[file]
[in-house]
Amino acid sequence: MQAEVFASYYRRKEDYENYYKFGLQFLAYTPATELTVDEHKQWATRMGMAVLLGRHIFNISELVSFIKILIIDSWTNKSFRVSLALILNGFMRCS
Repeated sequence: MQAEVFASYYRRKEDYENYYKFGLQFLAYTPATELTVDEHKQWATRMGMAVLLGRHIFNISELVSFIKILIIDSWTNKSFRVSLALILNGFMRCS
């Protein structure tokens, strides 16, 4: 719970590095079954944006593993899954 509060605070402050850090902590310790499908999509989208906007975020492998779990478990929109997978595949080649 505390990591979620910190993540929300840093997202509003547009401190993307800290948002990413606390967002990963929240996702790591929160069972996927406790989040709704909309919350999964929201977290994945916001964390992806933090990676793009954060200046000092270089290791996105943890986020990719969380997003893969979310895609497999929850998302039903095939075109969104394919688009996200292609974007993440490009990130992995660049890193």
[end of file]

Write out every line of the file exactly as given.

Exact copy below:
[in-house]
Amino acid sequence: MQAEVFASYYRRKEDYENYYKFGLQFLAYTPATELTVDEHKQWATRMGMAVLLGRHIFNISELVSFIKILIIDSWTNKSFRVSLALILNGFMRCS
Repeated sequence: MQAEVFASYYRRKEDYENYYKFGLQFLAYTPATELTVDEHKQWATRMGMAVLLGRHIFNISELVSFIKILIIDSWTNKSFRVSLALILNGFMRCS
């Protein structure tokens, strides 16, 4: 719970590095079954944006593993899954 509060605070402050850090902590310790499908999509989208906007975020492998779990478990929109997978595949080649 505390990591979620910190993540929300840093997202509003547009401190993307800290948002990413606390967002990963929240996702790591929160069972996927406790989040709704909309919350999964929201977290994945916001964390992806933090990676793009954060200046000092270089290791996105943890986020990719969380997003893969979310895609497999929850998302039903095939075109969104394919688009996200292609974007993440490009990130992995660049890193």